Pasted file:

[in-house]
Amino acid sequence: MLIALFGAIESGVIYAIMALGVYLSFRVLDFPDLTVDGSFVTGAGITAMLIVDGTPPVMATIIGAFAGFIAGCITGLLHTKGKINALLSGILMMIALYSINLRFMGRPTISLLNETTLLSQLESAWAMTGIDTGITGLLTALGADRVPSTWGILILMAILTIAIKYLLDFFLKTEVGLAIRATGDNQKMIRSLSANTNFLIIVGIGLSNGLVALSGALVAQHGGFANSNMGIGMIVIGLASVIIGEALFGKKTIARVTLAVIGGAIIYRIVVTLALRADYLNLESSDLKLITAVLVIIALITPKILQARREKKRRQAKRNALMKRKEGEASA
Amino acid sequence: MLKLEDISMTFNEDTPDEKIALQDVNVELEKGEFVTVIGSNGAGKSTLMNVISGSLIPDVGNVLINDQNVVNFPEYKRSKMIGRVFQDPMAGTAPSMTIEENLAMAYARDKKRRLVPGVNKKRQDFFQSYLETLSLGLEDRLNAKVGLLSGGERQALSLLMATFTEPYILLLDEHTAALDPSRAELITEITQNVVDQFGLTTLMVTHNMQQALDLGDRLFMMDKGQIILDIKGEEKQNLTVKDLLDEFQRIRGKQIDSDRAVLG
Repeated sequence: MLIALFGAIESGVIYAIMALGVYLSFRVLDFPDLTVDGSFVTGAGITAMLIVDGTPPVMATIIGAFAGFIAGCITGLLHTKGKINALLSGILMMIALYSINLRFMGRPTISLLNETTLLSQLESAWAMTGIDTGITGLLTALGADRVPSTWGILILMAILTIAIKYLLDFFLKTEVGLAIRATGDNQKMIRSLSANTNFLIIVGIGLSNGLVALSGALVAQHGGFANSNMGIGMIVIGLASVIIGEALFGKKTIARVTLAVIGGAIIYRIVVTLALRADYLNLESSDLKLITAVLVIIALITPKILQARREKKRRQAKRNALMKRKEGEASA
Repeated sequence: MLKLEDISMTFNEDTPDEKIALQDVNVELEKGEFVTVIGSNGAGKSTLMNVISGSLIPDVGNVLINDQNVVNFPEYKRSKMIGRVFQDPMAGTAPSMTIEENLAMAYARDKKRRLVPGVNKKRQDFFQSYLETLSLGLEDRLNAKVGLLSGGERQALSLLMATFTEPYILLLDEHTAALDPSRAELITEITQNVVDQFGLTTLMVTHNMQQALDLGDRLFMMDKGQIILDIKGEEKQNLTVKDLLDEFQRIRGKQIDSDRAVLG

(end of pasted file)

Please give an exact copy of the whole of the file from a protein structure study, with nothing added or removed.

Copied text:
[in-house]
Amino acid sequence: MLIALFGAIESGVIYAIMALGVYLSFRVLDFPDLTVDGSFVTGAGITAMLIVDGTPPVMATIIGAFAGFIAGCITGLLHTKGKINALLSGILMMIALYSINLRFMGRPTISLLNETTLLSQLESAWAMTGIDTGITGLLTALGADRVPSTWGILILMAILTIAIKYLLDFFLKTEVGLAIRATGDNQKMIRSLSANTNFLIIVGIGLSNGLVALSGALVAQHGGFANSNMGIGMIVIGLASVIIGEALFGKKTIARVTLAVIGGAIIYRIVVTLALRADYLNLESSDLKLITAVLVIIALITPKILQARREKKRRQAKRNALMKRKEGEASA
Amino acid sequence: MLKLEDISMTFNEDTPDEKIALQDVNVELEKGEFVTVIGSNGAGKSTLMNVISGSLIPDVGNVLINDQNVVNFPEYKRSKMIGRVFQDPMAGTAPSMTIEENLAMAYARDKKRRLVPGVNKKRQDFFQSYLETLSLGLEDRLNAKVGLLSGGERQALSLLMATFTEPYILLLDEHTAALDPSRAELITEITQNVVDQFGLTTLMVTHNMQQALDLGDRLFMMDKGQIILDIKGEEKQNLTVKDLLDEFQRIRGKQIDSDRAVLG
Repeated sequence: MLIALFGAIESGVIYAIMALGVYLSFRVLDFPDLTVDGSFVTGAGITAMLIVDGTPPVMATIIGAFAGFIAGCITGLLHTKGKINALLSGILMMIALYSINLRFMGRPTISLLNETTLLSQLESAWAMTGIDTGITGLLTALGADRVPSTWGILILMAILTIAIKYLLDFFLKTEVGLAIRATGDNQKMIRSLSANTNFLIIVGIGLSNGLVALSGALVAQHGGFANSNMGIGMIVIGLASVIIGEALFGKKTIARVTLAVIGGAIIYRIVVTLALRADYLNLESSDLKLITAVLVIIALITPKILQARREKKRRQAKRNALMKRKEGEASA
Repeated sequence: MLKLEDISMTFNEDTPDEKIALQDVNVELEKGEFVTVIGSNGAGKSTLMNVISGSLIPDVGNVLINDQNVVNFPEYKRSKMIGRVFQDPMAGTAPSMTIEENLAMAYARDKKRRLVPGVNKKRQDFFQSYLETLSLGLEDRLNAKVGLLSGGERQALSLLMATFTEPYILLLDEHTAALDPSRAELITEITQNVVDQFGLTTLMVTHNMQQALDLGDRLFMMDKGQIILDIKGEEKQNLTVKDLLDEFQRIRGKQIDSDRAVLG